Monday, November 9, 2015

Hearth cooking - rigging a pot over the fire

First.  Place the fire under the pot. Simple enough.  but.  In the 1820s a British naval officer, Basil Hall and two others were riding along Lake Erie.  In a cottage, they tried to start a fire, only to be chided by the young woman that they had not built the fire under the crane.  So what did the naval men do?

After riding 18 miles on horseback along the Canadian shore of Lake Erie, and hungry, they came upon a cottage with “a comely young woman.”  The three men tried to light a fire, but it was “no easy matter to strike a light,” until an Irish lad “thrusting his nose into the ashes, declared there was a spark.”  After getting the fire started, the young lady told then to “get the tea-kettle under weigh” while teasing them, Hall in particular, for not building the fire under the crane which would hold the kettle.  For some reason, instead of shoving the fire under the kettle, Hall took great pride in detailing how he moved the kettle to the fire –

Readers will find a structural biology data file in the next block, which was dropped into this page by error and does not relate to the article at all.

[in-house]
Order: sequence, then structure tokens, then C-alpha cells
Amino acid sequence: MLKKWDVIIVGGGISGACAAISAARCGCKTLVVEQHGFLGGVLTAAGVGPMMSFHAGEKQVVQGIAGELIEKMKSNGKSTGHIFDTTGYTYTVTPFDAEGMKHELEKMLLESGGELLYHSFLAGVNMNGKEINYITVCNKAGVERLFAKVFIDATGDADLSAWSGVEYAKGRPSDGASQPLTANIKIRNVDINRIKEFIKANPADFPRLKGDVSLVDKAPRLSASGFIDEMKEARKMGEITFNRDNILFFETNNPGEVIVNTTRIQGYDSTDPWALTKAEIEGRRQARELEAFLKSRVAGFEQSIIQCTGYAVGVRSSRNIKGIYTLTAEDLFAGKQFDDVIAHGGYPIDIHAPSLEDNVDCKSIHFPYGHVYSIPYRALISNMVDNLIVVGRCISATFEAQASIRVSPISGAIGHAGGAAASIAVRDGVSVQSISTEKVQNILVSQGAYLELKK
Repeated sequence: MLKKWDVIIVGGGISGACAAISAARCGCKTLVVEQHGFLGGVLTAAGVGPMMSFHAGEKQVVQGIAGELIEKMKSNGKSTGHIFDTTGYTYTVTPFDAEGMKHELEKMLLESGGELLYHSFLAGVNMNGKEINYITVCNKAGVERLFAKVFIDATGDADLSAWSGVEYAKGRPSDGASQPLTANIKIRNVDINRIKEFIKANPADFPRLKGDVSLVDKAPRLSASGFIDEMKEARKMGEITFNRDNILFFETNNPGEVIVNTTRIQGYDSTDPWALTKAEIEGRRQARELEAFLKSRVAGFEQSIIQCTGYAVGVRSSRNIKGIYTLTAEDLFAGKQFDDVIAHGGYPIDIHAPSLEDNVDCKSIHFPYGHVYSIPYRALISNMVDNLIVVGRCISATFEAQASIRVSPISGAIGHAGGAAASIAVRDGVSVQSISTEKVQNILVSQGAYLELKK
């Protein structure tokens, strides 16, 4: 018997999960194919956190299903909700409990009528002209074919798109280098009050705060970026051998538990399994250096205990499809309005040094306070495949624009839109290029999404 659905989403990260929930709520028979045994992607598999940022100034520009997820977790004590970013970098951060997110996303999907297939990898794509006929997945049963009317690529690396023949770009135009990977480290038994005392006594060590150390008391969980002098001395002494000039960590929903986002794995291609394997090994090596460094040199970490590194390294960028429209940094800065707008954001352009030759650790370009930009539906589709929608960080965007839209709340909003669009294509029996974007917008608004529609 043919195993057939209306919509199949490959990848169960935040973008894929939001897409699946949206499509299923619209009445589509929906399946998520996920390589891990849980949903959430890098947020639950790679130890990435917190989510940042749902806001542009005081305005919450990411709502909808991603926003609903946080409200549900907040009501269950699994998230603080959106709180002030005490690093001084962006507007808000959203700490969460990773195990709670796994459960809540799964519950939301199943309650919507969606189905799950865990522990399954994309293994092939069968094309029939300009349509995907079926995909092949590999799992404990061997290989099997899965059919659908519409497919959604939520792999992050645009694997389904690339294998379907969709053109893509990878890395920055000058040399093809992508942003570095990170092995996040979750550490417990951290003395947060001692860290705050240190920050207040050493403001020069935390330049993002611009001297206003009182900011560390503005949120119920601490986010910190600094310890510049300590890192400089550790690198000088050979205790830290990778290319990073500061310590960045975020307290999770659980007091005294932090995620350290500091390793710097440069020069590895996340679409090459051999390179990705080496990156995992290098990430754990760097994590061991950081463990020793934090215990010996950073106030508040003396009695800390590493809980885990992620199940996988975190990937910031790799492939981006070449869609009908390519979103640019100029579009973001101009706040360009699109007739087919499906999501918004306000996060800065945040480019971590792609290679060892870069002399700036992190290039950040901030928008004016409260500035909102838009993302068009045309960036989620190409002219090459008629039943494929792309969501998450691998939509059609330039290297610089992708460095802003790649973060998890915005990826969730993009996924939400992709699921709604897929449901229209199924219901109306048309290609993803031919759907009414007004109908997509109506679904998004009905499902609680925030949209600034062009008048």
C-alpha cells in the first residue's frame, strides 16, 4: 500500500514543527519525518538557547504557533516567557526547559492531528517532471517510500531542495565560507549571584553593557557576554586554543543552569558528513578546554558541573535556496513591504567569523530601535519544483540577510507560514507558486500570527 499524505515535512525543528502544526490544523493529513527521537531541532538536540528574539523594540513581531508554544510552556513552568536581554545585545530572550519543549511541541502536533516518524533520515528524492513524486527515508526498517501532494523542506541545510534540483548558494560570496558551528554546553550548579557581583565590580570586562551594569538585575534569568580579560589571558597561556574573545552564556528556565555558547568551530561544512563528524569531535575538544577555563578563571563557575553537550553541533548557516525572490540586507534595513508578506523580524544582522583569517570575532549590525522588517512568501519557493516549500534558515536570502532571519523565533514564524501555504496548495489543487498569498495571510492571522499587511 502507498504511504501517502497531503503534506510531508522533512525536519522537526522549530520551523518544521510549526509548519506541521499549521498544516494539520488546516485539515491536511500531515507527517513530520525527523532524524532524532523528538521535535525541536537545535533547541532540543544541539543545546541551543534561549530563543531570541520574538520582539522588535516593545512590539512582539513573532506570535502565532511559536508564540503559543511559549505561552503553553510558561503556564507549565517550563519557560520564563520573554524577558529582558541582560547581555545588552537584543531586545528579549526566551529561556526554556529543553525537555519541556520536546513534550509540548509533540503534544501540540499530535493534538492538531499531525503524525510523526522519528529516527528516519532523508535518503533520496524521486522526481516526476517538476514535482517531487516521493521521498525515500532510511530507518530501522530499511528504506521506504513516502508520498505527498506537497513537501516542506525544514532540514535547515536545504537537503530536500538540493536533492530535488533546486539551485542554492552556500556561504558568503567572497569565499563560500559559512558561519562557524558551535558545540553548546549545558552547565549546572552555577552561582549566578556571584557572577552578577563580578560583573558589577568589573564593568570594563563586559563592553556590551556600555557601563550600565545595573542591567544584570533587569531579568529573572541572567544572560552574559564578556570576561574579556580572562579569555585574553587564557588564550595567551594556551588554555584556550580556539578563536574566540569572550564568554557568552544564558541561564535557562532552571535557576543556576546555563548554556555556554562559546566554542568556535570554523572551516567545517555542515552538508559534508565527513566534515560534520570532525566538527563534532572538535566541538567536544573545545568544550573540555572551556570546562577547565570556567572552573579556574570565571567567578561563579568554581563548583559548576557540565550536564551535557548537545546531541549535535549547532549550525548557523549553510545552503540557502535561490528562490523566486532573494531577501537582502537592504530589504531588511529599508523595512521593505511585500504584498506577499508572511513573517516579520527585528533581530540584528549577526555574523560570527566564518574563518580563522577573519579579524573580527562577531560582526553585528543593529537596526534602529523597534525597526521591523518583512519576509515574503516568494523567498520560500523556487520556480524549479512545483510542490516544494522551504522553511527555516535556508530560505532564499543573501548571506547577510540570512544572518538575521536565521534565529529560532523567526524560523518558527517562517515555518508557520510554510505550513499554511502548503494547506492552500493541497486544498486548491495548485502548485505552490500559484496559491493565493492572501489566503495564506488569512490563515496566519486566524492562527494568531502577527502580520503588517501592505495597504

“I raised myself, however, several degrees in her estimation, by bringing a little nautical science to bear upon this matter.  With a couple of sticks, planted on the side of the chimney, I got up a sort of outrigger or prop, which being applied to the suspending chain, bulged it out, and thus guided the tea-kettle to its proper birth over the flames.”  

Hall, Basil.  Travels in North America, in the years 1827 and 1828.  Hall (1788-1844) was the younger son of a Scottish baronet, and became an officer in the British navy.

©2015 Patricia Bixler Reber
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